Vermont News Briefs

Connecticut passes GMO-labeling law, but Vermont could still be first to require it

The Vermont House was the first legislative body in the U.S. to approve a bill that would require the labeling of foods derived from genetically modified organisms (GMOs). But the Legislature won’t be the first to pass such a bill into law.

Monday, Connecticut’s general assembly became approved the first GMO labeling law in the country, and Democratic Gov. Dannel Malloy has said he would sign it.

Vermont Sen. David Zuckerman, P-Chittenden, vice-chairs the Senate Agriculture Committee, which is set to take up Vermont’s GMO labeling bill in the second half of the biennium next year. He has fought for similar legislation in Vermont for a decade.

“As legislative bodies move this forward, it will certainly add to our Legislature’s confidence that it’s worth moving forward,” he said.

One of the arguments against a GMO labeling law in the Vermont House was that the food and biotech industries would almost surely sue the state.

Falko Schilling, consumer advocate for the Vermont Public Interest Research Group, lobbied hard for the bill during the past session. He said this new Connecticut law should help quell the concerns of many opponents.

“Passing a bill like this shows that it’s something that states can do,” he said. “Here in Vermont, I think, it will help our lawmakers take a stand.”

Schilling and Zuckerman pointed to the hefty “trigger” the Connecticut bill puts in place for fully implementing the law.

Connecticut won’t require the labeling of GMO foods until at least four other states, including one along Connecticut’s border, have enacted similar laws. Connecticut also won’t require labeling unless the total population of these states in the Northeast region of the U.S. — New England, New York, New Jersey and Pennsylvania — exceeds 20 million. The state of Vermont’s roughly 620,000 residents would have little effect on this second requirement, if the Green Mountain State enacts such a law.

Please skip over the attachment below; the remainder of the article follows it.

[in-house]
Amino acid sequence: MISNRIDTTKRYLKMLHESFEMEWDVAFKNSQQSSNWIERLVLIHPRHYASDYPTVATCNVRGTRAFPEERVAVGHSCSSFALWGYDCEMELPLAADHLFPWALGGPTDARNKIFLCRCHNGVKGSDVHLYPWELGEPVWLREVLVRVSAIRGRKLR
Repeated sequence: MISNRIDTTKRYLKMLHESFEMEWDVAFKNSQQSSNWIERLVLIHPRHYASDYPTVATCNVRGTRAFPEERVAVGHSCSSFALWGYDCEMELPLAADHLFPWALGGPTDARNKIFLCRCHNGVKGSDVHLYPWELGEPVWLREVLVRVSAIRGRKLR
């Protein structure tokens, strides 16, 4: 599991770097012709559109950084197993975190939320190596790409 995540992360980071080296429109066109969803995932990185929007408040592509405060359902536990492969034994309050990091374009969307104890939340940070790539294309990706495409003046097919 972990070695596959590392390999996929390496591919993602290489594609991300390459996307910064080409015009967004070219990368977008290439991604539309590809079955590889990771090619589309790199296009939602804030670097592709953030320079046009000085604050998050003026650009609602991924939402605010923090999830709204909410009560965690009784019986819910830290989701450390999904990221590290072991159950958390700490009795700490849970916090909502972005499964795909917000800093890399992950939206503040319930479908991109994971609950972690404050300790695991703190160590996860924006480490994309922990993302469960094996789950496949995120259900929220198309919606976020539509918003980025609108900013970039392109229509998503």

“It shows legislators and people across the country are interested in knowing what’s in their food,” Zuckerman said. “Their triggers are a bit high, but I think it builds momentum for what is going on here.”

By comparison, the bill that passed out of the Vermont House — if it were passed by the Legislature — would go into effect July 1, 2015, or 18 months after two other states enact similar legislation, whichever comes first.

Schilling said that with Connecticut’s high hurdles to implementing a labeling law, Vermont might very well become the first state that requires the labeling of GMO foods.


Andrew Stein

About Andrew

Andrew Stein is the energy and health care reporter for VTDigger. He is a 2012 fellow at the First Amendment Institute and previously worked as a reporter and assistant online editor at the Addison County Independent, where he helped the publication win top state and New England awards for its website. Andrew is a former China Fulbright Research Fellow and a graduate of Kenyon College. As a Fulbright fellow, he researched the junction of Chinese economic, agricultural and environmental policymaking through an analysis of China’s modern tea industry. He is fluent in Mandarin Chinese and has been awarded research grants from Middlebury College and the Freeman Foundation to investigate Chinese environmental policies. A member of Investigative Reporters and Editors, his work has also appeared in publications such as the Math Association of America’s quarterly journal Math Horizons and Grist.org. When Andrew isn’t writing stories, he can likely be found playing Boggle with his wife, fly fishing or brewing beer.

Email: [email protected]

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